You’ve heard of it, but what is emotional abuse Microsoft office 2016 free download? It’s any behaviour that is designed to control you through the use of fear, humiliation, and verbal or physical assaults.
Emotional abuse can include verbal abuse and constant criticism, but it can also use tactics that might be harder to spot – such as intimidation, manipulation, and refusal to ever be pleased. If this is being done to you, eventually you lose all sense of self and personal value. Just like brainwashing, over time it wears away at your self-confidence, sense of self-worth, and trust in your perceptions.
Why do abused people stay?
Victims of emotional abuse stay in abusive situations because they believe they have nowhere else to go, and they have so little faith in themselves, not trusting that they will be helped. Their ultimate fear is being all alone. Just like brainwashing, over time it wears away at the victim’s self-confidence, sense of self-worth, and trust in his/her perceptions.
Types of emotional abuse
- Domination. Someone wants to control your every action. They have to have their own way, and will resort to threats to receive it. When you allow someone else to dominate you, you can lose respect for yourself.
- Verbal assaults. Scolding, belittling, criticising, name-calling, screaming, threatening, excessive blaming, and using sarcasm and humiliation. Blowing your flaws out of proportion and making fun of you in front of others. Over time, this type of abuse erodes your sense of self-confidence and self-worth.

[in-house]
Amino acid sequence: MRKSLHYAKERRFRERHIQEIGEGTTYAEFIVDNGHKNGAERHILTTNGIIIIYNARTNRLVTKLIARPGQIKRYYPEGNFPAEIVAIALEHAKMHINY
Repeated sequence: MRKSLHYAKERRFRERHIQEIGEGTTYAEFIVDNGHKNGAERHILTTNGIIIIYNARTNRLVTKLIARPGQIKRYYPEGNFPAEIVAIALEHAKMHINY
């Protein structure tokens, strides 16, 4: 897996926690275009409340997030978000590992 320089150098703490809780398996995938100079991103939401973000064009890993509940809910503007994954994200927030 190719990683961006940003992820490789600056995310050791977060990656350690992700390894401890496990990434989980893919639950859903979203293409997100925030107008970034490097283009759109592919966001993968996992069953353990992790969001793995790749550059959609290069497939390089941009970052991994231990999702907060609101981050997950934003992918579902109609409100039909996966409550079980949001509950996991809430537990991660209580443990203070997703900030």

- Abusive expectations. The other person places unreasonable demands on you and wants you to put everything else aside to tend to their needs. It could be a demand for constant attention, frequent sex, or a rule that you spend all your free time with the person. But no matter how much you give, it’s never enough. You are subjected to constant criticism, and you are constantly berated because you don’t fulfil all this person’s needs.
- Emotional blackmail. The other person plays on your fear, guilt, compassion, values, or other “hot buttons” to get what they want. This could include threats to end the relationship, the “cold shoulder,” or use other fear tactics to control you.
- Unpredictable responses. Drastic mood changes or sudden emotional outbursts (This is part of the definition of Borderline Personality Disorder). Whenever someone in your life reacts very differently at different times to the same behaviour from you, tells you one thing one day and the opposite the next, or likes something you do one day and hates it the next, you are being abused with unpredictable responses.
Emotional abuse can leave real scars. The insults, insinuations, criticism and accusations slowly eat away at your self-esteem until you can’t judge the situation clearly. You might become so emotionally worn down that you start to blame yourself for the abuse!
If any of this is happening to you, it’s time to speak to someone – you can call Lifeline at 082-231-0805.